RAF Marham 27/04/2016 – Belgian AF F-16s

RAF Marham 27/04/2016 – Belgian AF F-16s

With only one day clear in this week’s diary, my plans were restricted to a day out on Wednesday, come what may.  The plan was to spend a morning at RAF Marham, hopefully catching the Belgian Air Force F-16s that are present for the week, before moving on for an afternoon of Runway 24 Raptor action at RAF Lakenheath.

Monday morning saw RAF Marham witness the arrival of five F-16s, which, since then, have been mixing taking part in a Close Air Support (CAS) exercise and going – or at least trying to – low-level in Wales and the Lake District.

I arrived at about 0930, having driven through lovely blue skies almost the whole way to Norfolk.  It was clear, however, that cloud was already starting to blow in from the north.  To be fair, it had been forecast to do precisely that.

When ATIS finally started broadcasting at 1000, it became apparent that Runway 24 would be in use, despite the wind seemingly favouring 06 at various stages of the morning.

Knowing there was not much to be had from the 24 end for departing aircraft, I took a chance and decided I would try to get the Belgians going from the 06 end.  The first pair went way too high, too soon, but the ensuing three singleton Tornados were rather more like it.  The only issue was that the sun had by now been obscured on an almost-permanent basis.

After a heavy hail shower had pushed through, it started to look as if the blue sky that was behind it might reach the sun in time for the final three F-16 departures, but it was not to be.  It was disappointing as the final two flew much nicer lines than their earlier compatriots.

Back to the 24 end for the recoveries, the light was rather unpleasant in the main, but somehow it wasn’t too bad by the time the F-16s came back.  One, the pilot of FA-130, flew a number of very tight circuits and seemingly loved having his picture taken!

No sooner were they all on the deck than the heavens opened.  Hail.  Lots of it.  With a GR4 in the circuit, however, sitting in the car was not an option, and “Marham 70” flew four or five approaches in some pretty ugly weather.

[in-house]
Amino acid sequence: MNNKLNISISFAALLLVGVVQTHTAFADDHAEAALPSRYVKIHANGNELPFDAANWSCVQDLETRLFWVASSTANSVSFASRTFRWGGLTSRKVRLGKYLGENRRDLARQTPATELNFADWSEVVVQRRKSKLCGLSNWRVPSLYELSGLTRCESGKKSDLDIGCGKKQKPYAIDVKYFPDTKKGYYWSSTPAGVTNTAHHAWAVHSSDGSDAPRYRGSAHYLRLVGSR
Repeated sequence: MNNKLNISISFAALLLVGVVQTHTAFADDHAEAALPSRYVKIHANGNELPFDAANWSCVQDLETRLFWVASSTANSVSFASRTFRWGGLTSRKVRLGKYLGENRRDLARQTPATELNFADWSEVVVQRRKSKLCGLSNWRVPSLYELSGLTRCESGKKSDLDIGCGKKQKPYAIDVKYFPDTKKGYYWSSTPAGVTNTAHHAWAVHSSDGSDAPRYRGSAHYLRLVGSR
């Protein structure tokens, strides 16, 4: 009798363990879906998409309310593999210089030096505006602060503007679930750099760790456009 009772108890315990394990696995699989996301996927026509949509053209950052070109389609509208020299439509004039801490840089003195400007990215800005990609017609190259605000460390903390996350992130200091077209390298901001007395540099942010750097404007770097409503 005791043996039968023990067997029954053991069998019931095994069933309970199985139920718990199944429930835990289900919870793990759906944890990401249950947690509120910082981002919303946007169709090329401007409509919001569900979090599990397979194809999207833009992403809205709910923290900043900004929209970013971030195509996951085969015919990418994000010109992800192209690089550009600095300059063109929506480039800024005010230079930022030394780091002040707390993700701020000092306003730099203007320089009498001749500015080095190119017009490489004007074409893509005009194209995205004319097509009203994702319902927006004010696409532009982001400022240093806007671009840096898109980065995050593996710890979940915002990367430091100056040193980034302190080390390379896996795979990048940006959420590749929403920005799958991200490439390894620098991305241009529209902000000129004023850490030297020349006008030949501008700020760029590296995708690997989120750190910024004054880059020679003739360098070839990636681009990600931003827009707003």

I got a message from a friend advising me that Lakenheath had switched to Runway 06, which was the end they were on when I had such a good couple of days last week, and I couldn’t see how I could better those pictures given the forecast.  It therefore didn’t require too much thought to stay at Marham and have a second bash at the Belgians.

Another pair of GR4s had launched in between the recoveries, and they themselves came back about 1530, flying a paired approach to begin with before breaking into the visual circuit.  The light was pretty horrible and I decided there was little to lose in taking a drive to see what I could get of the Belgian F-16s on the ground.

To be honest, I had misjudged precisely where they were and probably ended up walking a mile each way to get the shots which followed.

Four of the five were parked on the 01 threshold of the cross-runway.  I knew there was a taxiway further to my right that would afford a head-on view down said taxiway, but from where I was it was not obvious if they would take that or if they would taxi straight ahead and then turn right and use the disused cross-runway (as the GR4s generally do when returning to the eastern HAS site) to get to the Runway 24 end.  Fortunately, I would not have to wait too long to find out, and use the taxiway, they did.

So, as with the earlier wave, they departed as a pair and a three-ship, approximately 30 minutes apart.  That gave me the time I needed to relocate to my right to get the head-on shots you see here.

The sun, which had been out for a little while, gave way just before they started to taxi, but in some ways I think it possibly helped these pictures.

After the long trudge back to the car, it was back to the 24 end for the remainder of the day, though prospects looked pretty grim.  A text from a friend in Kings Lynn gave some hope that it might break, and it did, briefly, but sadly that was before the three GR4s and five F-16s that were airborne had arrived back.

The Goldstars special and another jet had launched, but my feet were soaking and frozen to the bone.  I could take it no more and bailed out early.  The journey home was through some of the most intense weather I’ve ever seen in the UK – certainly at the end of April – with everything from rain through to heavy snow and ridiculous amounts of standing water.

It had been one of those days that had offered just enough reward to make you feel as if it had all been worth it. 

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